So much of today's computing technology is more automated than technology from just a few years ago. For instance, today's ISPs generally provide users with a media kit that automatically finds the telephone and automatically configures the user's PC to use the proper name-resolution servers and mail servers. Even without custom media, newer versions of Windows provide wizards that handle this type of configuration with far less effort than was needed previously.
All this automation is wonderful for someone who simply wants to plug in and turn on their computer, but for those users who want to learn how their system works, automation can make finding system settings and configuration information difficult. Also, the process of setting up a new computer—even from parts—is much easier today. Unlike motherboards of the past that used jumpers to configure certain settings, today's systems provide "soft" configurations.
So, what's a newbie to do? Because new machines are relatively expensive for the purposes of learning how a system works, a quick hands-on tutorial for Computer Technology Industry Association's (CompTIA's) A+ certification would be to purchase a used system (with installation media for the OS, if possible), take the system apart, and rebuild the system from the pieces. (A tougher test might be to put together a system that someone else has taken apart.)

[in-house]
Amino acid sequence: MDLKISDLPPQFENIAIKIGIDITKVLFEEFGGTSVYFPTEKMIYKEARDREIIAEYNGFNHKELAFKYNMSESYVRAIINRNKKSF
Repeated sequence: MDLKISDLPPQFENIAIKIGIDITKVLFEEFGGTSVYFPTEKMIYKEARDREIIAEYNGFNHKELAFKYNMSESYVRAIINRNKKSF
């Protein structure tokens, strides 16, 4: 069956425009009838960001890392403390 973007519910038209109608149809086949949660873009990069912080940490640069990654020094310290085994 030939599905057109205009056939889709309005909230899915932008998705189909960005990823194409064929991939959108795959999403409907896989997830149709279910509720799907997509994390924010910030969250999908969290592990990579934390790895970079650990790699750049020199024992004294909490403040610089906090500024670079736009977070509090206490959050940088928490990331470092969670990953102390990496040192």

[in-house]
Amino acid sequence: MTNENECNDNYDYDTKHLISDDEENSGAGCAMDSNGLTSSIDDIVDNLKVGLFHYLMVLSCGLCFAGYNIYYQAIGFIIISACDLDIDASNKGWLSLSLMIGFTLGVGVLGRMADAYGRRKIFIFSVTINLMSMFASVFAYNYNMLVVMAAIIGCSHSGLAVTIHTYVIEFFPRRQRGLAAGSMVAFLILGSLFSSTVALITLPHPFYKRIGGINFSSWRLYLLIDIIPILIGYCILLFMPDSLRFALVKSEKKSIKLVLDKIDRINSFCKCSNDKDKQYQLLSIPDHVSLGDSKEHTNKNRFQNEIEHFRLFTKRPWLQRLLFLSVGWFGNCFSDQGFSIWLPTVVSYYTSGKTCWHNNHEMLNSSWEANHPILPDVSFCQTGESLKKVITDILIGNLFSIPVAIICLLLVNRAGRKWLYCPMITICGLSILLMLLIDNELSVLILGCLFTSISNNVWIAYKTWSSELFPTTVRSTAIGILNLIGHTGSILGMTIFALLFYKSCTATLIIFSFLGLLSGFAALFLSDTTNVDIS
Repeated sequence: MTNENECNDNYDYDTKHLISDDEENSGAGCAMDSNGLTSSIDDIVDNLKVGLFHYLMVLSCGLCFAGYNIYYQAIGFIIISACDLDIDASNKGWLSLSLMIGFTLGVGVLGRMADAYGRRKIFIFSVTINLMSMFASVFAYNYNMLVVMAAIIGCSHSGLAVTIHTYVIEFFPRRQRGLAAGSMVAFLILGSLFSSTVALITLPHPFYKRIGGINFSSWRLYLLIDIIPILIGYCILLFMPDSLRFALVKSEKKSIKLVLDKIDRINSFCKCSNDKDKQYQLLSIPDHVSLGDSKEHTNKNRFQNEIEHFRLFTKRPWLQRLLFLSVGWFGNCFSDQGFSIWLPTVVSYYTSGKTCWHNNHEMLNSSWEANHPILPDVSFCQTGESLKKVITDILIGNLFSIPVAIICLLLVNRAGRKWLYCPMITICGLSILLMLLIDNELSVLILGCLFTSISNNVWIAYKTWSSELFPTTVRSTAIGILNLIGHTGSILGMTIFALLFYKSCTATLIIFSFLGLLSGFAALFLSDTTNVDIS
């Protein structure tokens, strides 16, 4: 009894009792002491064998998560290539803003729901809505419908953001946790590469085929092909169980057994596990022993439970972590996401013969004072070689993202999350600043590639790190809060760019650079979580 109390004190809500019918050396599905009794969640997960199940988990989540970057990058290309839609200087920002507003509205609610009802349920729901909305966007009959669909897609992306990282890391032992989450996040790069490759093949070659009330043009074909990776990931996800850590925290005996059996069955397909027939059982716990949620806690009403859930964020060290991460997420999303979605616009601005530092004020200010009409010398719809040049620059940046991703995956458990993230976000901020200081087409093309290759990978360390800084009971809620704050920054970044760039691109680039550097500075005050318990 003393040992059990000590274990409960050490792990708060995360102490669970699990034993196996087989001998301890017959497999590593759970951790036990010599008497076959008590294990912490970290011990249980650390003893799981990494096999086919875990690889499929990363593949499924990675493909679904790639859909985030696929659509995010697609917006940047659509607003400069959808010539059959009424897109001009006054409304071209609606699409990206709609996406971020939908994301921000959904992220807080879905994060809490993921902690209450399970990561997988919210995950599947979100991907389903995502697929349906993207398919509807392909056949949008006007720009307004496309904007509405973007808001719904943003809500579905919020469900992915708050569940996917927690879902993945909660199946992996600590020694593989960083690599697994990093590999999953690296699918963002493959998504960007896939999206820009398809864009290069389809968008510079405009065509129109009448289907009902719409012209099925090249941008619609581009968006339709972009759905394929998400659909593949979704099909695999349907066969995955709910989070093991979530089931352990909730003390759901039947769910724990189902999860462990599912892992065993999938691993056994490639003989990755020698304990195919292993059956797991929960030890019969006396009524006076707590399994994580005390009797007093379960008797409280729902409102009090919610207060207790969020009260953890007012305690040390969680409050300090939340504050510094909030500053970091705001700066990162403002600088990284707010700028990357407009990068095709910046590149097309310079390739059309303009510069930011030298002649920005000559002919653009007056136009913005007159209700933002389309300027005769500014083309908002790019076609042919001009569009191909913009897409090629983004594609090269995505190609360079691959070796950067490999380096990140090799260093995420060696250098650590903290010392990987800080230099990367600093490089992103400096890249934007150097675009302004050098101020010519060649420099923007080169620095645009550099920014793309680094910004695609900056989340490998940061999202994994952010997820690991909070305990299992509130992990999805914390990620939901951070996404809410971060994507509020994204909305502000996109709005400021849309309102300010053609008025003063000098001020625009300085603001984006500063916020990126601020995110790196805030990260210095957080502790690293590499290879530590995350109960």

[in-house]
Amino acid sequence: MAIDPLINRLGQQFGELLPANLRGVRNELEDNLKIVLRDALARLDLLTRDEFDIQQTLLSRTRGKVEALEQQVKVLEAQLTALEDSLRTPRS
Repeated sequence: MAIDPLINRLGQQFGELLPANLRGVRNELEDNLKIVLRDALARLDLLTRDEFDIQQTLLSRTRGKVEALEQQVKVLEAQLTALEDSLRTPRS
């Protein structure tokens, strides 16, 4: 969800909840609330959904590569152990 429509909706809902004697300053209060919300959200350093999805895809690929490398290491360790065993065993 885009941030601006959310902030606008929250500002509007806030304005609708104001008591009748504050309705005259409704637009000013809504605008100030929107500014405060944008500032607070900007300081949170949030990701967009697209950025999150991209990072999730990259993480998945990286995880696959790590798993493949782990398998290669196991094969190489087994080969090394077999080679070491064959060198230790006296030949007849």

On the software side, old games such as id Software's DOOM require a good understanding of IPX to set up and configure on a network. Fortunately, old games are inexpensive, and most of them perform well enough on today's systems for everyone except hard-core gamers—and even hard-core gamers might be surprised at how much better an old game performs on new hardware.
Still itching for more challenges? If you have Windows NT 4.0 server, open the Clients folder and find the MS-DOS client for NT networking. Try setting up a workstation with the MS-DOS client and have it connect to your server. For an added challenge, skip NetBIOS and try using TCP/IP. Interestingly, Symantec uses the same MS-DOS client networking stack technology for its Norton Ghost boot disks—and understanding this technology can help you if you ever have trouble using a NIC that isn't on the default Windows list.